He also points to the outwardly beautiful Sarah, wife of Abraham, to teach where her real beauty lay: “For after this manner in the old time the holy women also, who trusted in God, adorned themselves, being in subjection unto their own husbands: Even as Sara obeyed Abraham, calling him lord: whose daughters ye are, as long as ye do well …” (verses 5-6).
Sarah’s trust in God and His government gave her the most beautiful adorning any woman could desire. We fathers must teach our daughters to trust and obey God their heavenly Father, as well as teach them to trust and obey their physical fathers. This is the fundamental lesson in spiritual comeliness.
As verse 4 illustrates, we also need to teach them to have a meek and quiet spirit. This doesn’t mean our daughters should be pushovers or shy. Meekness is one of the fruits that manifests itself in all those (male or female) with God’s Holy Spirit (Galatians 5:22-23). The word for quiet in the Greek means tranquil or peaceable. Few things are more unattractive to a spiritually astute man than a brash woman.
In 1 Timothy 2:9, the Apostle Paul urges Christian women to “adorn themselves in modest apparel”—so he does address even the physical fashions, the word modest meaning well-arranged. He adds, “with shamefacedness” (meaning humility, modesty, reverence and respect) and “sobriety,” or soundness of mind.
Verse 10 also shows that “good works” are part of the formula for what makes a Christian woman beautiful.
We must teach our daughters how to show respect, how to seek godly humility and how to develop their minds in the understanding of God’s Word. If our daughters seek that, they will one day possess the beauty of a God being—with a radiant face, shimmering hair and dazzling eyes.
If the spiritual is in place, we should also ensure that our daughters know how to make themselves physically beautiful.
Much of that comes from the happiness and encouragement we give them. They look to us fathers for that support, to let them know what we find admirable about them. If we show them the proper kind of love and attention, they will feel adored, protected and truly beautiful. A daughter who is not cared for by her father will either feel she is not worthy of a man’s love or will seek that attention and care in a misguided, damaging way.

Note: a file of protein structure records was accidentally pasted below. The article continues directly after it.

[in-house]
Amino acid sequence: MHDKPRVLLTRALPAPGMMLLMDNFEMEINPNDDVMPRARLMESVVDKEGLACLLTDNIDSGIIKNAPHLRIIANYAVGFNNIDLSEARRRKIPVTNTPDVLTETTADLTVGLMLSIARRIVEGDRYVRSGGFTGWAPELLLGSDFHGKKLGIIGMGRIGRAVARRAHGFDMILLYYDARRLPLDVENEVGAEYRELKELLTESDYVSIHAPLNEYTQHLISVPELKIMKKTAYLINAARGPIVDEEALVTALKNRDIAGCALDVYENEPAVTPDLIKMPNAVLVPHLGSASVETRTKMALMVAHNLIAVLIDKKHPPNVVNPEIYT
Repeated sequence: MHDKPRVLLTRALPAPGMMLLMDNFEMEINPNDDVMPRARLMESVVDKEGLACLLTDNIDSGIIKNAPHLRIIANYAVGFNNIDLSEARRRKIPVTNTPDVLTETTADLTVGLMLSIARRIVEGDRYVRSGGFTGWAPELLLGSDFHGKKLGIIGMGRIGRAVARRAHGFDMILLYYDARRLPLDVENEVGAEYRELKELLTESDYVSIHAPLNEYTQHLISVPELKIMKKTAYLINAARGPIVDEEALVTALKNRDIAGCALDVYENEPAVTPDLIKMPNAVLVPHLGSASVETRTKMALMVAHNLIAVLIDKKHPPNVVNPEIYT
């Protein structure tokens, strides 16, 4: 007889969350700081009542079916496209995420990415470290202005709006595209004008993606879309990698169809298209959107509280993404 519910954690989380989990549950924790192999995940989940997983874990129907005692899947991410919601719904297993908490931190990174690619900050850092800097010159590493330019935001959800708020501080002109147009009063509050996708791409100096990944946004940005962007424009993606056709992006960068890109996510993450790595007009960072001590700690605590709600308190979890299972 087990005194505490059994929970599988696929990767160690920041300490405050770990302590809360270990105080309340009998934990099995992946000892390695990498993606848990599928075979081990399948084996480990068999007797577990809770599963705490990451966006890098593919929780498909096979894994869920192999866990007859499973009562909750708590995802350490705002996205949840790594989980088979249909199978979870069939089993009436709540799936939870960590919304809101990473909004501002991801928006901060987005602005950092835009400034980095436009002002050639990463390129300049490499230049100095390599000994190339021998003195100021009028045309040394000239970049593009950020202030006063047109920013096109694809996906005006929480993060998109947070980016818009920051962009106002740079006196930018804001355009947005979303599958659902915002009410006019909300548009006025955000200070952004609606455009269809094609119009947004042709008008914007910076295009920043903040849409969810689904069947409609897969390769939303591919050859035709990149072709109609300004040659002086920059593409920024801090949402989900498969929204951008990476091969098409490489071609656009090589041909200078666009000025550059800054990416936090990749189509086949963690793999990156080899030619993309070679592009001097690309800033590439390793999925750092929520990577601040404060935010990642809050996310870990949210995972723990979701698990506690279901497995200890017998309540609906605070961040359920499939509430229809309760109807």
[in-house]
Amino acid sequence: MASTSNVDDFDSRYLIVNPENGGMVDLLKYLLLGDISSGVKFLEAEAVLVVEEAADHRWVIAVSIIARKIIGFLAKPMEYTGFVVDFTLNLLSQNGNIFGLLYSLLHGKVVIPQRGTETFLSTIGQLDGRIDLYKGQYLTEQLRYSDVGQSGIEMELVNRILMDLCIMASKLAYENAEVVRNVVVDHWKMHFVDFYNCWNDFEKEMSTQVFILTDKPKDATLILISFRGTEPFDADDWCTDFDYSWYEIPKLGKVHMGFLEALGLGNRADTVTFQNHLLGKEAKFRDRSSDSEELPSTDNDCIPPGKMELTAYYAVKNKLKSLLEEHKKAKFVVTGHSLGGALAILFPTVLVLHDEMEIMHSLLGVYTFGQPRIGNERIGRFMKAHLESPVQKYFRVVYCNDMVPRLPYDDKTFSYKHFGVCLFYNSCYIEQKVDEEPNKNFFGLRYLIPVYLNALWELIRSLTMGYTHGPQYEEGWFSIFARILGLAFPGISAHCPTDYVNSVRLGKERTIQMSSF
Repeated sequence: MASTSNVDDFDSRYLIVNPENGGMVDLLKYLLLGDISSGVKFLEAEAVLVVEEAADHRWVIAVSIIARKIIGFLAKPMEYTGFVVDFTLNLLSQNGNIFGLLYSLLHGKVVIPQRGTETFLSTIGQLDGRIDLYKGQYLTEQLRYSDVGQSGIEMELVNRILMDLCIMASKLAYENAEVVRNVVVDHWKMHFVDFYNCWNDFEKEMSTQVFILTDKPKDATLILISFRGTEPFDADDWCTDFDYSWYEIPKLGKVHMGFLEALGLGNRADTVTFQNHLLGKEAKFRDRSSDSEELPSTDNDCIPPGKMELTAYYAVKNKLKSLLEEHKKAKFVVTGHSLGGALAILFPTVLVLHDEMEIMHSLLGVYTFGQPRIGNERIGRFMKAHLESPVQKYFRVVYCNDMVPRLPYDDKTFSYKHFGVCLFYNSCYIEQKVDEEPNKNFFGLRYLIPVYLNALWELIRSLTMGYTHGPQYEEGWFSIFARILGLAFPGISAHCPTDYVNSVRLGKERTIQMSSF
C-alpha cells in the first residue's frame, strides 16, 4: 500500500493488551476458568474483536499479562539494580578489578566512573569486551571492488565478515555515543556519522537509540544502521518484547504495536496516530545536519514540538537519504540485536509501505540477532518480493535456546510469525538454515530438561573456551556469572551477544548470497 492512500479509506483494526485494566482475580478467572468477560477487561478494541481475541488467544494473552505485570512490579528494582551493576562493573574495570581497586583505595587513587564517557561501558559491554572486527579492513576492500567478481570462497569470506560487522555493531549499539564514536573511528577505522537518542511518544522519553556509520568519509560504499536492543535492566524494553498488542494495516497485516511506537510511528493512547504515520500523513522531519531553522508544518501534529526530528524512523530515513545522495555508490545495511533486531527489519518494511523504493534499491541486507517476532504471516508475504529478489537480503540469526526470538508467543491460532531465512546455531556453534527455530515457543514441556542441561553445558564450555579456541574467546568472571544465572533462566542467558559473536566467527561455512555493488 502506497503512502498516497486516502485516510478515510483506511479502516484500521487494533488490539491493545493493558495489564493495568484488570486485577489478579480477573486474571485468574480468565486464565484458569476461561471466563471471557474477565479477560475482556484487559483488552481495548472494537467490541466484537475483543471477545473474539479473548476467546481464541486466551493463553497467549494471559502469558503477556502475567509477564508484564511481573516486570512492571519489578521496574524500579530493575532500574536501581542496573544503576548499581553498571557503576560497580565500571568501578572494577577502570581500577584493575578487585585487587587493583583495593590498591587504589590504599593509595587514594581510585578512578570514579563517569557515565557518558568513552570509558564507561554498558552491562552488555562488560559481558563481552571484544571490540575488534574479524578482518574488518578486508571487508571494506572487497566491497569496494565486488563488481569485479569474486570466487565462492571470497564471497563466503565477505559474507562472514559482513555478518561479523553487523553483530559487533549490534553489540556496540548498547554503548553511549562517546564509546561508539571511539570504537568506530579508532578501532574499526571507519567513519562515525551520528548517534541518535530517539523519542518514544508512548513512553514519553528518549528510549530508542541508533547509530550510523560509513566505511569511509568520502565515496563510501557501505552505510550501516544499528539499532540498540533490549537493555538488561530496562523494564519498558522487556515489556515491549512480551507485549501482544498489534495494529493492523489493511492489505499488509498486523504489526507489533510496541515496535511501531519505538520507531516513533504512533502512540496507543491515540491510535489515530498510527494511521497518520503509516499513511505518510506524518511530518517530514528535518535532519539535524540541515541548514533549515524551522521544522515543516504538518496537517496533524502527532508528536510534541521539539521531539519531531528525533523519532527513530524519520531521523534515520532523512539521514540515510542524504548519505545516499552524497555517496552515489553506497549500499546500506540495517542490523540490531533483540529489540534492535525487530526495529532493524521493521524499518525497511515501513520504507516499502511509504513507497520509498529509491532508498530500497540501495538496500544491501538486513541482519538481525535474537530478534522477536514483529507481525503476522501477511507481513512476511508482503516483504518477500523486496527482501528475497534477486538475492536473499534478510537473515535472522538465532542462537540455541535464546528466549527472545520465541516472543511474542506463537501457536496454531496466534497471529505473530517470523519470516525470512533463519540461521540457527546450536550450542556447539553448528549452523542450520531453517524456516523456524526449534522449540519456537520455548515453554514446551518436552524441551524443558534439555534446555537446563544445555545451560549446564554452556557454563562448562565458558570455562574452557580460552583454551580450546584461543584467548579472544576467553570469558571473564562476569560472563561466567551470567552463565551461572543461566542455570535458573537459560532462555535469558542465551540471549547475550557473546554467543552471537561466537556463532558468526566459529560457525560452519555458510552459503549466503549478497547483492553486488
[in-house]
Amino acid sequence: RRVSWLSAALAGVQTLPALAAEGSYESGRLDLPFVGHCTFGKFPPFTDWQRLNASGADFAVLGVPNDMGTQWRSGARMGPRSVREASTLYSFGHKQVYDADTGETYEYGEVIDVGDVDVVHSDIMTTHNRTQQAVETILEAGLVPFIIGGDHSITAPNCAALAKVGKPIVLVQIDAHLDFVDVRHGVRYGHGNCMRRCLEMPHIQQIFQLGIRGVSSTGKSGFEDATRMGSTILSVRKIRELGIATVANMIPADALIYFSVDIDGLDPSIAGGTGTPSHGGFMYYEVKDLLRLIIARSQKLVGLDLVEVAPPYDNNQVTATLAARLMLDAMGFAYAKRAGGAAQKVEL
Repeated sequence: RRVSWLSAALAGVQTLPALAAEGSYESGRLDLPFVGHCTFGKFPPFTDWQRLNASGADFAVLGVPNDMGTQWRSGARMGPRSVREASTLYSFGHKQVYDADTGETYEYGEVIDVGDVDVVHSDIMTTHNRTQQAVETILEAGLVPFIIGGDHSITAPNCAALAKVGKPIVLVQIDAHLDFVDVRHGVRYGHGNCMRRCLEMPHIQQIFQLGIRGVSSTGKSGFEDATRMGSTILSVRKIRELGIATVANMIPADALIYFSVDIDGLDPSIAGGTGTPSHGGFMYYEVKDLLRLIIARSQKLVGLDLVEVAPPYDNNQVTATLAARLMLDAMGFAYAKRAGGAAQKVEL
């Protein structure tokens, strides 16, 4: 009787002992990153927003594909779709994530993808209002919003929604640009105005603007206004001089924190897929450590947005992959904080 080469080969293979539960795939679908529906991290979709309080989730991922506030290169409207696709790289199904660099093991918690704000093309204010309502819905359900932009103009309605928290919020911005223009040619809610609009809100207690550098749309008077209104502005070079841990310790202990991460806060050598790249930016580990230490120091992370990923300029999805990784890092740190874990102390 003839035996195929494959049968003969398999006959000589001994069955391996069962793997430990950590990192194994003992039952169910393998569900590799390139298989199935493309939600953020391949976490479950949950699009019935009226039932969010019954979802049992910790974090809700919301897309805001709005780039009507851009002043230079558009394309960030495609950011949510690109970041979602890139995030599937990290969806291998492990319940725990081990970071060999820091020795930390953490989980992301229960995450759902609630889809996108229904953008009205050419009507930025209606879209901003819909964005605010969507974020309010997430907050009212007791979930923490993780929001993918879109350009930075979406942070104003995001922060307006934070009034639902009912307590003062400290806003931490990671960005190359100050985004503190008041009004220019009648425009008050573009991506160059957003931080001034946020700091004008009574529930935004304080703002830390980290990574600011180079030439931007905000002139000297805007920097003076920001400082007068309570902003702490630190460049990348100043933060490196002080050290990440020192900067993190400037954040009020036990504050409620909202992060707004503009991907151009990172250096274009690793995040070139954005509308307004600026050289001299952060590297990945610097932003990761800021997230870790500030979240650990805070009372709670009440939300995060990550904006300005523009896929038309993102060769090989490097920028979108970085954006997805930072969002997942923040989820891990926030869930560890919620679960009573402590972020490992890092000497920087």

With all this in place, you can then help her understand what makes her beautiful physically. Teach her that the majority of her outward beauty rests in her face—in her eyes and smile. Also teach her, with the aid of her mother (assuming she is in the picture), that good hygiene and proper health often does more for the appearance than clothing. Exercise can aid in appropriate muscle tone and healthy skin. Speaking of skin, a fad today is for Caucasian women to seek after deeply tanned skin. Many women spend hours in the sunlight for this affect only to achieve deep wrinkles and leathery skin far too early in life.
Also encourage her to employ feminine mannerisms. The book Fascinating Womanhood states: “There are thousands of rather plain women with irregular feature and faulty builds who succeed in being attractive to men because they are models of femininity. On the other hand, there are thousands of other women who have beautiful faces and features but who, because of woodenness, or masculinity of manner, never impress men as being especially attractive. When a woman is tender, soft, fun-loving, lovable, and also innocent and pure, who stops to inquire if she has beauty in the classical sense? [T]o most men she seems a paragon of femininity. To them she is beautiful!”
Teach your daughter about these attributes of lasting spiritual beauty. Love and adore her; set the example of possessing positive energy. And if she stands out a little in this ugly world, then let it be for the radiant beauty that God is creating in her and for being the royal princess that she is!